Blog

  • Mar 06 2017

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    Intestinal Parasites- Worms and more!

    Dr. Kim Quinn                                                                                                                                                   March 2017 Ever wondered the types of intestinal parasites your pets pick up?  Or why we recommend yearly fecal testing to look for parasites? It is because your pet can pick up parasites fairly easily, and some of them cause severe illness, and/or can be transmitted to people! Let’s explore! Roundworms The most common intestinal parasite in puppies and kittens, it is often passed from the mother animal to its offspring while they are in the uteris, via milk ingestion, or through exposure to an infected animal’s feces.  Also, our pets can pick up this…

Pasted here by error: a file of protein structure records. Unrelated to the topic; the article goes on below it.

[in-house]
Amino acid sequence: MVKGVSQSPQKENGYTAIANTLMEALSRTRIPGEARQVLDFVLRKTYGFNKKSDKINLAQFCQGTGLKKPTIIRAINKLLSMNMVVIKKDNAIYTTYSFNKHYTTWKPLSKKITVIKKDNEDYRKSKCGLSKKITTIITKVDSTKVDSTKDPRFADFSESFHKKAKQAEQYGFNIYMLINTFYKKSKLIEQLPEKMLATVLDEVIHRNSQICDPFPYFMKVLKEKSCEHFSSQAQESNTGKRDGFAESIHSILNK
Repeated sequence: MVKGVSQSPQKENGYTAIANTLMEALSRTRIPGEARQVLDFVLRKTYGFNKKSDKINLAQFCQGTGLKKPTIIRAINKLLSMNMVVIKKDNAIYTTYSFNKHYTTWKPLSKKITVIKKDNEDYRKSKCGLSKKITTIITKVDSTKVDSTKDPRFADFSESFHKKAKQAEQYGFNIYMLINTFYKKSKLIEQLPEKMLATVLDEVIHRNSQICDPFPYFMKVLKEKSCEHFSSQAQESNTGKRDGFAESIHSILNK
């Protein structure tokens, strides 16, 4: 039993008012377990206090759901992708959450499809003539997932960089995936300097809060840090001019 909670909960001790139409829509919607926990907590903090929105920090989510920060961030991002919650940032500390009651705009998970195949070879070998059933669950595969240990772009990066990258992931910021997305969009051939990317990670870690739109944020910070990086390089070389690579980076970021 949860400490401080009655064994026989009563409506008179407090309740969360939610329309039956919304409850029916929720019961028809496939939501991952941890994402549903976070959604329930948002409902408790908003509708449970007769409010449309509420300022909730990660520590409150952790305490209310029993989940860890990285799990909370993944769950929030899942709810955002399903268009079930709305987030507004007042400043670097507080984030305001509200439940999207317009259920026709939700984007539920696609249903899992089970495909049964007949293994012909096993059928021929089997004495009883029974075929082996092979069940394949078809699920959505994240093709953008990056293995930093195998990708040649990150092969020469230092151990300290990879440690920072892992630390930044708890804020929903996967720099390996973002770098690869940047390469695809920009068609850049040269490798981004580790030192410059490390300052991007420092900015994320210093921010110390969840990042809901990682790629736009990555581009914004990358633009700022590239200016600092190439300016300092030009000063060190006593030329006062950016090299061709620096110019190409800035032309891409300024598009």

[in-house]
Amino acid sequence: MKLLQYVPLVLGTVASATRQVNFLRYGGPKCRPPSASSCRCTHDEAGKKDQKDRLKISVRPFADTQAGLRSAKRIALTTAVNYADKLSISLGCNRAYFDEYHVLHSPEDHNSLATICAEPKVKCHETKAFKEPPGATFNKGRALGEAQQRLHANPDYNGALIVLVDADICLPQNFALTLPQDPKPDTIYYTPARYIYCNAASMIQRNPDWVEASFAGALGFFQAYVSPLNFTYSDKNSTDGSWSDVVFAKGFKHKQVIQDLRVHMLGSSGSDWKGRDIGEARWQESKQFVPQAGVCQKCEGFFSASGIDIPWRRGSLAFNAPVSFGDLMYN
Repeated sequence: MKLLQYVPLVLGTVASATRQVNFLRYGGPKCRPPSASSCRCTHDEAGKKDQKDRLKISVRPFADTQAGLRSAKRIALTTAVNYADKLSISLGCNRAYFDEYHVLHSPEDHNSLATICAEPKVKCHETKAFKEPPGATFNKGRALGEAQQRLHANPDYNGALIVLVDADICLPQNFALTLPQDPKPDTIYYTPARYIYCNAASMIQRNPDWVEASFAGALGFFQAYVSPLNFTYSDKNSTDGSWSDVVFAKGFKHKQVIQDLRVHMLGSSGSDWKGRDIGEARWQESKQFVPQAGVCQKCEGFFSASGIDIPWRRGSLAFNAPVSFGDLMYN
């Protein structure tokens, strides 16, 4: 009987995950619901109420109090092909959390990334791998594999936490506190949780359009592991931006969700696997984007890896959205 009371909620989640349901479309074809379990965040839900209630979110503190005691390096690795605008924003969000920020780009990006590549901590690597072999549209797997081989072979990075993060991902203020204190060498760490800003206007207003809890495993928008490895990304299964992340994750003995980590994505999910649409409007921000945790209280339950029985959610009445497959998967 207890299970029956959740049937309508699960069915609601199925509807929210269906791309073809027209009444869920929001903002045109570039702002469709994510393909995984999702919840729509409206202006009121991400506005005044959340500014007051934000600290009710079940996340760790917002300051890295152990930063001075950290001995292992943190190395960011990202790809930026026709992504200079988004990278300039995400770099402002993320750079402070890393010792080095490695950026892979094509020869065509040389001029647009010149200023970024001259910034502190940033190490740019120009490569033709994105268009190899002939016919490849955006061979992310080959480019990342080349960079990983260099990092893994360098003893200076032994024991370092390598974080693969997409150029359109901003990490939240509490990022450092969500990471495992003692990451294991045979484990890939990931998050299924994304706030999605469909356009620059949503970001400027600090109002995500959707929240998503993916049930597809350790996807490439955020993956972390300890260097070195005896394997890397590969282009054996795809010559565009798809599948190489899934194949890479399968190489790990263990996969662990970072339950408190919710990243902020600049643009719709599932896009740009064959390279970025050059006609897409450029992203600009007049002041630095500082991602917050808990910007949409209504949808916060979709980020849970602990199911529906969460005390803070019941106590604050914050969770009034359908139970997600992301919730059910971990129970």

• Feb 08 2017

    Appropriate Treats for Pets

    February 2017                                                                                          Dr. Kim Quinn The world is our oyster for foods and treats!  There is also a plethora of information regarding toxic foods for us humans, so we are less likely to ingest odd things.  It isn’t the same way for dogs and cats as for us humans, we have to be a bit more careful with them.  So many different toxins exist for our pets, which are not an issue for us.  Everyone knows about chocolate, grapes and raisins, but some of the lesser known toxins such as macadamia nuts and walnuts, caffeine, fatty foods being predisposed…

  • Jan 12 2017

    Cold Weather Safety

    January 2017                                                            Dr. Kim Quinn It’s cold out there!  Just as in the heat of summer, we do need to take care of our pets in the cold of winter- protect them from the elements.  Each animal’s weather tolerance is different, depending on fat stores, fur coat, and other issues such as arthritis which can worsen with cold weather.  Animals with poor circulation due to other underlying issues such as kidney disease, Cushing’s disease, diabetes, etc., can also reduce a pet’s cold tolerance. Walking Safety If it is too cold outside for you, it’s too cold outside for them.  Have…

  • Dec 02 2016